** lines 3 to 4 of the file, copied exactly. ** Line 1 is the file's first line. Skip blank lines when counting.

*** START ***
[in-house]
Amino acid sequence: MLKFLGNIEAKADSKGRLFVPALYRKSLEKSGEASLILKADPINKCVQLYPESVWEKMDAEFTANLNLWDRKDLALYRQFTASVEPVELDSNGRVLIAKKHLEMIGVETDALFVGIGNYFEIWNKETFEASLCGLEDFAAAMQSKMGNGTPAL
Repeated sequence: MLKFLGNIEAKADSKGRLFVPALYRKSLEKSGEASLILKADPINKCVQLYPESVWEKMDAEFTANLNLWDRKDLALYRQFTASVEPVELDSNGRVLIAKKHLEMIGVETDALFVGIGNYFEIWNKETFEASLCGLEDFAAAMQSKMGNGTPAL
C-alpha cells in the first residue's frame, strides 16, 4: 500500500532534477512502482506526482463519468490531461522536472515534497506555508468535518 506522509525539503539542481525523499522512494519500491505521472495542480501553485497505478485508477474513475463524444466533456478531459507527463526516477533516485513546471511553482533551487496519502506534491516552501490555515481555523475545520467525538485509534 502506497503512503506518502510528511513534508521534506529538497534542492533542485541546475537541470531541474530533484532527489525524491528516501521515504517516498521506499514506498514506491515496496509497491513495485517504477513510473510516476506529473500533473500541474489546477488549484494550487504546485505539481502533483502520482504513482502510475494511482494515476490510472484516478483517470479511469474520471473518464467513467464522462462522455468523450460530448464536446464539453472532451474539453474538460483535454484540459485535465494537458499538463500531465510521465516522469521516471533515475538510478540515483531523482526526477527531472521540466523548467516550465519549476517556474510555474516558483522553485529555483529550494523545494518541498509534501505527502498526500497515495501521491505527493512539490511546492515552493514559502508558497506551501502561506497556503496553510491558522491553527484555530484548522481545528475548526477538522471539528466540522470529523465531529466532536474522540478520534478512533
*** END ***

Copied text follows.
Repeated sequence: MLKFLGNIEAKADSKGRLFVPALYRKSLEKSGEASLILKADPINKCVQLYPESVWEKMDAEFTANLNLWDRKDLALYRQFTASVEPVELDSNGRVLIAKKHLEMIGVETDALFVGIGNYFEIWNKETFEASLCGLEDFAAAMQSKMGNGTPAL
C-alpha cells in the first residue's frame, strides 16, 4: 500500500532534477512502482506526482463519468490531461522536472515534497506555508468535518 506522509525539503539542481525523499522512494519500491505521472495542480501553485497505478485508477474513475463524444466533456478531459507527463526516477533516485513546471511553482533551487496519502506534491516552501490555515481555523475545520467525538485509534 502506497503512503506518502510528511513534508521534506529538497534542492533542485541546475537541470531541474530533484532527489525524491528516501521515504517516498521506499514506498514506491515496496509497491513495485517504477513510473510516476506529473500533473500541474489546477488549484494550487504546485505539481502533483502520482504513482502510475494511482494515476490510472484516478483517470479511469474520471473518464467513467464522462462522455468523450460530448464536446464539453472532451474539453474538460483535454484540459485535465494537458499538463500531465510521465516522469521516471533515475538510478540515483531523482526526477527531472521540466523548467516550465519549476517556474510555474516558483522553485529555483529550494523545494518541498509534501505527502498526500497515495501521491505527493512539490511546492515552493514559502508558497506551501502561506497556503496553510491558522491553527484555530484548522481545528475548526477538522471539528466540522470529523465531529466532536474522540478520534478512533